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Genie's out of the bottle: Inflation blows out and analysts tip early rate hike


Australia’s inflation has blown out to 3.5 per cent for the past year, “miles above” the Reserve Bank’s expectations and likely to increase pressure on interest rates.

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The Australian Bureau of Statistics data showed the consumer price index for December jumped by 1.3 per cent, well above economists’ expectations of about 0.8 per cent.

The ANZ Bank said the Reserve Bank would now almost certainly need to adjust its forward guidance to acknowledge a rate hike is possible this year.

“We suspect the RBA won’t shift to a 2022 rate hike as being its central case, likely wanting to see wages growth clearly accelerate. But earlier than expected evidence of this is also possible,” the bank said.

“Some of the inflation being observed is likely to subside, namely on the tradeable goods side where the friction in global supply chains is clearly having an impact.
“But the much higher starting point for inflation means the RBA will almost certainly need to adjust its forward guidance to acknowledge a rate hike is possible this year.”

Judo Bank economic adviser Warren Hogan said it was “goodnight for quantitative easing”, which was the Reserve Bank’s bond-buying program that pumped billions of dollars into the economy to offset the impacts of the pandemic.

He said inflation was now a percentage point above where the RBA thought it would be in a year’s time.

IG market analyst Kyle Rodda said the trimmed mean CPI was 2.6 per cent and the result pushed up the value of the Australian dollar. He said it could bring forward expectations of a rate hike which is currently priced in for June.

It was the highest CPI result since 2014.

The headline CPI only reflects capital cities and Conus Consultancy used the ABS data to produce results showing more regions. It found regional Queensland’s inflation rose 4.9 per cent.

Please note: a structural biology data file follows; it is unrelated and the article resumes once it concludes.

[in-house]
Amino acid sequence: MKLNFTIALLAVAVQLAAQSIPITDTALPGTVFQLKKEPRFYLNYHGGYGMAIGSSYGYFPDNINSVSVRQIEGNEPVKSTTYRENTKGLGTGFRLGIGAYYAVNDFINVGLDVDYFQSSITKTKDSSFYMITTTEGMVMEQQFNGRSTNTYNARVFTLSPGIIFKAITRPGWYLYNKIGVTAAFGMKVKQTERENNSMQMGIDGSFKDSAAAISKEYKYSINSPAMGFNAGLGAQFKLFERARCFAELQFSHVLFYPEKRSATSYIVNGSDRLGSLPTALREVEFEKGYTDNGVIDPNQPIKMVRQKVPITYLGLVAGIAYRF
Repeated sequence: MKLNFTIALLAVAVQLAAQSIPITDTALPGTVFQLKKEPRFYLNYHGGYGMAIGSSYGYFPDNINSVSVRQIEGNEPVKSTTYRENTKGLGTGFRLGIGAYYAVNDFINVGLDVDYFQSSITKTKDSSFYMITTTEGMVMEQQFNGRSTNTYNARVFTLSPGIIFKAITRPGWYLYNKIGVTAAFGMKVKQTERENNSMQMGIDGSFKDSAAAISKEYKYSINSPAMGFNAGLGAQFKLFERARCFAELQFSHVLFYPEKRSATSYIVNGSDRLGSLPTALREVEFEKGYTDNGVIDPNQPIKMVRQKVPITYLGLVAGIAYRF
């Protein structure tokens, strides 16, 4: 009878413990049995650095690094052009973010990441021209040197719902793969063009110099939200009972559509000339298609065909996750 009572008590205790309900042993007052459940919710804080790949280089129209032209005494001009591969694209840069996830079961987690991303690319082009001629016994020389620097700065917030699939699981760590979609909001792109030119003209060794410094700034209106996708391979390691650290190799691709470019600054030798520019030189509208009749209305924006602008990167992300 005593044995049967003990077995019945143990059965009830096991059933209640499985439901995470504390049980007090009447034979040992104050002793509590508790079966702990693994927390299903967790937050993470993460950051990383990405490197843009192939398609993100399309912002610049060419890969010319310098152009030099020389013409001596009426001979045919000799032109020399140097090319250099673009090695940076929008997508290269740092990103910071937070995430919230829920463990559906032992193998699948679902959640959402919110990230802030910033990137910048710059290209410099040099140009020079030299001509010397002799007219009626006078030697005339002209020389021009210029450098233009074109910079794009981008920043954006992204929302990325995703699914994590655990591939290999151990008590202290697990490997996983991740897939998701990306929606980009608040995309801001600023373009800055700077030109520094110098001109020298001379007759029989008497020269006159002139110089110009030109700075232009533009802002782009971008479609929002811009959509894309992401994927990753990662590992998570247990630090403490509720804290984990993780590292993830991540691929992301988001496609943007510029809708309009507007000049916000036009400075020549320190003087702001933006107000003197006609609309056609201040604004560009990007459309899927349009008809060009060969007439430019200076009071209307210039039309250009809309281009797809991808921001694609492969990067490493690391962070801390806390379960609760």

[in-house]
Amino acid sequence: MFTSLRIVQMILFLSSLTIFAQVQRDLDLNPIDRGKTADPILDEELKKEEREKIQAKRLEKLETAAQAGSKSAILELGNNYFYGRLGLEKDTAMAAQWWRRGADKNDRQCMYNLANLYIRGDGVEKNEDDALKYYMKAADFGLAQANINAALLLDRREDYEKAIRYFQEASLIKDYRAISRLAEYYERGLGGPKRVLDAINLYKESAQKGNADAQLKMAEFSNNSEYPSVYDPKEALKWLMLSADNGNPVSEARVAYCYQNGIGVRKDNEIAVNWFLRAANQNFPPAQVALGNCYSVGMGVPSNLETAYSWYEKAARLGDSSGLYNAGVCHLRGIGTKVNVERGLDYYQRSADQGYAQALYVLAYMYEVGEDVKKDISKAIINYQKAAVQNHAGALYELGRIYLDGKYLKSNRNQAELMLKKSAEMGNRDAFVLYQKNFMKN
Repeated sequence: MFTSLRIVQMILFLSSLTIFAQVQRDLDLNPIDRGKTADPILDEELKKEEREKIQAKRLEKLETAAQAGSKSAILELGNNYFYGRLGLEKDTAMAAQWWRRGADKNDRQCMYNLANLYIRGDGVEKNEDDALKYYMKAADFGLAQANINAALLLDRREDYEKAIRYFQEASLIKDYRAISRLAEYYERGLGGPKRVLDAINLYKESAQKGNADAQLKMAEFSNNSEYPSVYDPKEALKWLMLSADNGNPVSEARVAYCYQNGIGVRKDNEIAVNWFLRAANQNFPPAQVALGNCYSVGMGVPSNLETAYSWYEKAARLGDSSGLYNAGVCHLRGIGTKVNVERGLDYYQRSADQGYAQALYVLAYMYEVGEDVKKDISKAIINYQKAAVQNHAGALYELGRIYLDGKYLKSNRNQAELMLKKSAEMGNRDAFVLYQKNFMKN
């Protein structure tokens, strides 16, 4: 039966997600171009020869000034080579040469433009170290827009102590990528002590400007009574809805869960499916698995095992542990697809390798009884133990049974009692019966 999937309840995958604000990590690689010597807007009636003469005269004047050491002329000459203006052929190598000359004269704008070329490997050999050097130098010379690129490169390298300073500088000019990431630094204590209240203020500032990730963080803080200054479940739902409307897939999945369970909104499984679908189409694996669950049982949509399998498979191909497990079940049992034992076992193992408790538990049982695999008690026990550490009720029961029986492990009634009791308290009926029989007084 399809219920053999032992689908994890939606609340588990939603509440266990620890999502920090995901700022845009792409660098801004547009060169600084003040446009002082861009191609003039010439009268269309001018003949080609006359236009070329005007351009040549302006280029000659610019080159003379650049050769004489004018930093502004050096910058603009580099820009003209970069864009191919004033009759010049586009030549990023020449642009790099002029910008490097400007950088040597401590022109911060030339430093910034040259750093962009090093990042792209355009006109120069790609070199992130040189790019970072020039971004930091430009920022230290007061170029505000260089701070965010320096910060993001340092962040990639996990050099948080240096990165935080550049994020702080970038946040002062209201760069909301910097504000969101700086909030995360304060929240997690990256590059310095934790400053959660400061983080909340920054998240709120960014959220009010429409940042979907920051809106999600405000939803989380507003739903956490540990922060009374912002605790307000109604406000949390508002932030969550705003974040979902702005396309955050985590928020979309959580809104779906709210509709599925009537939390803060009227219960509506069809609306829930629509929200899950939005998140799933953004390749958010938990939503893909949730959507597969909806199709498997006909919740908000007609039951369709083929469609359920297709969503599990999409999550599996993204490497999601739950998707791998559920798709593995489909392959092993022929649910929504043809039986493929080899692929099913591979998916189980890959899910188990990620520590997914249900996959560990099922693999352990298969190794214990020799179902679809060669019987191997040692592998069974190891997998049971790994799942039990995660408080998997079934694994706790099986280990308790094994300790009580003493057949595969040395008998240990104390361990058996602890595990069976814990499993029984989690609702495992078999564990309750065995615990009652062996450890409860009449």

Market Economics managing director Stephen Koukoulas said the RBA needed to hike rates next week.

“The sooner it starts the process of getting the cash rate to 3 per cent the better,” Koukoulas tweeted.

“If it stuffs around for a few months more the problem will be compounded later in the year and in 2023.”

The surprise result added to an already plunging ASX, which fell 2.3 per cent and was below the 7000 level for the first time since May last year.

The ABS said house prices and petrol were major contributors to the rise.

Brisbane’s CPI rise was 1.6 per cent for the quarter, the second highest behind Tasmania.

ABS head of prices statistics Michelle Marquardt said price rises in new dwellings were 4.2 per cent and automotive fuel was up 6.6 per cent.

“Shortages of building supplies and labour, combined with continued strong demand for new dwellings, contributed to price increases for newly built houses, townhouses and apartments.”  Marquardt said.

“Fuel prices rose again in the December quarter, resulting in a record level for the CPI’s automotive fuel series for the second consecutive quarter.”

Domestic holiday travel and accommodation (+4.8 per cent) also contributed to the December quarter CPI increase, reflecting increased demand due to the easing of domestic border restrictions in late October and the lead up to the Christmas holiday period.

Annually the CPI rose 3.5 per cent, with automotive fuel (+32.3 per cent) the most significant contributor. Prices of goods rose 4.3 per cent through the year, while those of services rose 2.3 per cent.

“More broadly, global supply chain disruptions and material shortages, combined with rising freight costs and high demand, contributed to price increases across a wide range of goods including dwelling construction materials, motor vehicles, furniture and audio-visual equipment,” she said.

SQM founder Louis Chrisopher pointed out that the ABS was still publishing rent declines in Sydney and Melbourne whereas his company was tracking it at a 7.7 per cent increase in Sydney and .1 per cent in Melbourne. Brisbane rents are up about 2.5 per cent for the year.


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